Apr 28, 2009

Teaser Tuesday: A Map of Paradise

From A Map of Paradise: A Novel of Nineteenth Century Hawaii by Linda Ching Sledge, 1997. Molly, the young daughter of immigrants, learns about Hawaii.

"A true child of the islands, Molly could name in Hawaiian the separate winds that blew through Nuuanu Valley by the time she was seven. Nalani had taught her to breathe with the earth, to feel the ola that coursed through land and sky and sea, to see akuas hidden in the mists, to trace the footsteps of tiny creatures called menehunes in the ancient ditches and canals that crisscrossed the hidden reaches of the valley and thus to make herself one with the spirit-infused land." (ch. 12)

Choose two sentences at random from a book of your choice: Teaser Tuesday meme courtesy of MizB at Should Be Reading

Apr 25, 2009

The Winner Stands Alone by Paulo Coelho, a review


The Winner Stands Alone by Paulo Coelho, published April 7, 2009 by Harper hardcover.

This is the first book by Paulo Coelho that I've read and I believe his first mystery novel.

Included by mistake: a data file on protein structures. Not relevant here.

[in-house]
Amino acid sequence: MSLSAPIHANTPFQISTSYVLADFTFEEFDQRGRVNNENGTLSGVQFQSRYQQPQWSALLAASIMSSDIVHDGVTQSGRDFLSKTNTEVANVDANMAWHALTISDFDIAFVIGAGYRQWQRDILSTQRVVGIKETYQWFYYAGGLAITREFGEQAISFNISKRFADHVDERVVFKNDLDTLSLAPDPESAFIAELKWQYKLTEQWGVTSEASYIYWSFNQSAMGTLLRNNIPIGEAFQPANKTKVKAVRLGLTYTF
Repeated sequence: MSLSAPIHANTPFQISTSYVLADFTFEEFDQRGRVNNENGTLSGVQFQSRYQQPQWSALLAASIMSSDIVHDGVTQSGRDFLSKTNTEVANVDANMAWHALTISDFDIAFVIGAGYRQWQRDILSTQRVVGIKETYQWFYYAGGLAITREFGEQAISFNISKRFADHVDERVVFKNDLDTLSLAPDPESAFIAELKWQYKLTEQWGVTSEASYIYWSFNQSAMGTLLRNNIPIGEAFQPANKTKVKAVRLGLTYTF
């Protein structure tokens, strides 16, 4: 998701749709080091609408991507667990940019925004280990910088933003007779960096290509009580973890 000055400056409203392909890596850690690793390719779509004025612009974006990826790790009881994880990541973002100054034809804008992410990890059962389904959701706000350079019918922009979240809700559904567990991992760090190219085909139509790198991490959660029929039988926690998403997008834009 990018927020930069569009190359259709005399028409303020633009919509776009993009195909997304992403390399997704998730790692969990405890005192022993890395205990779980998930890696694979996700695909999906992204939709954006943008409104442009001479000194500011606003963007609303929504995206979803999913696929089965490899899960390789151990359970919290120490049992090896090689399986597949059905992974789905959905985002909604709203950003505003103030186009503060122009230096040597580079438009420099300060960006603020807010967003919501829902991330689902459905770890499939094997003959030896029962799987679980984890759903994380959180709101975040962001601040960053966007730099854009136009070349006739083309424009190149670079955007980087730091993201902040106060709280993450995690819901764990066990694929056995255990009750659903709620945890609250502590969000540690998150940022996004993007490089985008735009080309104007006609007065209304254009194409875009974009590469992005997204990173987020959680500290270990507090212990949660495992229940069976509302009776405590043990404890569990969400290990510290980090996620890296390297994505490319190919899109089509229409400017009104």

I was immediately struck by the irony in the book, which blends a mystery/thriller plot with extensive social commentary.

The main character, a wealthy Russian businessman, Igor, attends the Cannes Film Festival in France to try to win back his ex-wife, who will be there with her husband, a famous fashion designer. Igor sends Ewa cryptic and menacing messages by email saying he will begin "destroying worlds" to win her back.

At the same time, Igor critically observes the crowd at Cannes - the Superclass as he refers to them, who set superficial standards for dress, behavior, and aspirations.

"Look at the Superclass around us. They think they are so important, so socially aware, because they are willing to pay a fortune for some useless item at a charity auction or to attend a supper organized to raise funds to help the homeless in Rwanda or to save the pandas in China. Pandas and the homeless are all one to them."

Igor becomes a social critic, a political critic, a critic of manners, and more, all the while showing that his socially conscious reasoning clashes with his personal life. How he tries to impress his ex-wife is devilish, to say the least, with the Angel of Death always hovering over his shoulder.

Coelho hints that Igor's "dual" character is like modern society, in that it can be rational and objective on the one hand, and wildly illogical on the other. Another irony in this psychological thriller is that Igor, driven by evil, has an unintended but positive effect on the life of a young model he meets briefly in Cannes.

In The Winner Stands Alone, Coelho writes a chilling thriller and also tackles the problems of the day with a critical eye - frank observations with just a tinge of cynicism.